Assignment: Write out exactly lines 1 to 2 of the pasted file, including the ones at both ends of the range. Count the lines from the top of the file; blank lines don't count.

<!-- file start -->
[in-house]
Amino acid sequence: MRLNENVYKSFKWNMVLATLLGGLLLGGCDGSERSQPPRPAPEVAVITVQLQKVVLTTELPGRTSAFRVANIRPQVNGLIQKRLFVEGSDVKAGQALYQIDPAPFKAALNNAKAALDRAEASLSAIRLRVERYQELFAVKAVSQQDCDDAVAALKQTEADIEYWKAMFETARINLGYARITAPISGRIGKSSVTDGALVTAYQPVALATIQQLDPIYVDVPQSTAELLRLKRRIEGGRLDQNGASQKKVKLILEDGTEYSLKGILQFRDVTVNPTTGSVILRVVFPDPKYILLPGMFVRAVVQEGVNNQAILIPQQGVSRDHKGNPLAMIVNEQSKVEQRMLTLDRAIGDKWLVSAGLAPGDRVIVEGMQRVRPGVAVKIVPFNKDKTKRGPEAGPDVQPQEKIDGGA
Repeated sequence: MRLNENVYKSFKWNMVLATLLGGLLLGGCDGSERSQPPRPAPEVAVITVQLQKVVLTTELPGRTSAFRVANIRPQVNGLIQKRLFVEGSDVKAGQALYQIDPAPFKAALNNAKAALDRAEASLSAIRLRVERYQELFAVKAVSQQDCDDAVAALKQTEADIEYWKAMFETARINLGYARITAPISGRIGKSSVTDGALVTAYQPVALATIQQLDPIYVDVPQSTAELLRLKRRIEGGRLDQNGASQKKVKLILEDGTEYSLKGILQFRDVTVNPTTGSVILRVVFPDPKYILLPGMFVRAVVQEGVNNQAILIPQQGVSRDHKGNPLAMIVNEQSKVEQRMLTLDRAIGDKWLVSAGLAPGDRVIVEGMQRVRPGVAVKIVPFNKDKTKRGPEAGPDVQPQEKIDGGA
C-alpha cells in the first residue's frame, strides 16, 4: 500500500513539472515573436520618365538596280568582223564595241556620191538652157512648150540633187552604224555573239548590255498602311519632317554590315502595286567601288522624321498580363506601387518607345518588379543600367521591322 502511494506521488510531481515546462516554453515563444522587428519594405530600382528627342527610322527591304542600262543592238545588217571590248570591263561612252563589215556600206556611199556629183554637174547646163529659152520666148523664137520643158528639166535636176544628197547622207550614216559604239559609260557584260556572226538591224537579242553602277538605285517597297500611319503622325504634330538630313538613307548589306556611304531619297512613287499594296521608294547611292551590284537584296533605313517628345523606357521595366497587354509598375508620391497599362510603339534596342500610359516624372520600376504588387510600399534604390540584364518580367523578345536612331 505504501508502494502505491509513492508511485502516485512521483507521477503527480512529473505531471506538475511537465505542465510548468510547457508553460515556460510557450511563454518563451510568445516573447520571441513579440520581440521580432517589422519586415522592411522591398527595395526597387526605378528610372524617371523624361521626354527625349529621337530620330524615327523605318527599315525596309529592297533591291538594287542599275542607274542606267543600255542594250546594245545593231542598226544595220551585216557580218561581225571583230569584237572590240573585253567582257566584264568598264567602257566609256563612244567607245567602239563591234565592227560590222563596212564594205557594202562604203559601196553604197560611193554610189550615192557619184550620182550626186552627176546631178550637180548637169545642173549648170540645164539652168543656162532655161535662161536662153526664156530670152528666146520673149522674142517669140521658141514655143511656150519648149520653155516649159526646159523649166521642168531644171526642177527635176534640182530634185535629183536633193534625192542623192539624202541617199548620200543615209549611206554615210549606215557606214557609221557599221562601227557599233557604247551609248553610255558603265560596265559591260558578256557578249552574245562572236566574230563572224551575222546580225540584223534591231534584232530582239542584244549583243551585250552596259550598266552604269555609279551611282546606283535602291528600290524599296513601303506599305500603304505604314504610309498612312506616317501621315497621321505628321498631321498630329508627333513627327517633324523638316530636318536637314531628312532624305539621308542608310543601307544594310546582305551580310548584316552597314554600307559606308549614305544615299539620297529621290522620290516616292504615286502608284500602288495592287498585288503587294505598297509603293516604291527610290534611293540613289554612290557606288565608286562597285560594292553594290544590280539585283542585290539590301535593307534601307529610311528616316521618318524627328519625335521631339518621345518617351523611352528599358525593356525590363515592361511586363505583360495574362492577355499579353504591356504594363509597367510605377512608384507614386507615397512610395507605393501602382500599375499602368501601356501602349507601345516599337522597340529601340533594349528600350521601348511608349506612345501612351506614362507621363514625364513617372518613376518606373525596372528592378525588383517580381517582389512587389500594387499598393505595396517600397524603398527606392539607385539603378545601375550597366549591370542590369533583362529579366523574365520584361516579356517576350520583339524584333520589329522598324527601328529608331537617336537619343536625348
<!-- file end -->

[in-house]
Amino acid sequence: MRLNENVYKSFKWNMVLATLLGGLLLGGCDGSERSQPPRPAPEVAVITVQLQKVVLTTELPGRTSAFRVANIRPQVNGLIQKRLFVEGSDVKAGQALYQIDPAPFKAALNNAKAALDRAEASLSAIRLRVERYQELFAVKAVSQQDCDDAVAALKQTEADIEYWKAMFETARINLGYARITAPISGRIGKSSVTDGALVTAYQPVALATIQQLDPIYVDVPQSTAELLRLKRRIEGGRLDQNGASQKKVKLILEDGTEYSLKGILQFRDVTVNPTTGSVILRVVFPDPKYILLPGMFVRAVVQEGVNNQAILIPQQGVSRDHKGNPLAMIVNEQSKVEQRMLTLDRAIGDKWLVSAGLAPGDRVIVEGMQRVRPGVAVKIVPFNKDKTKRGPEAGPDVQPQEKIDGGA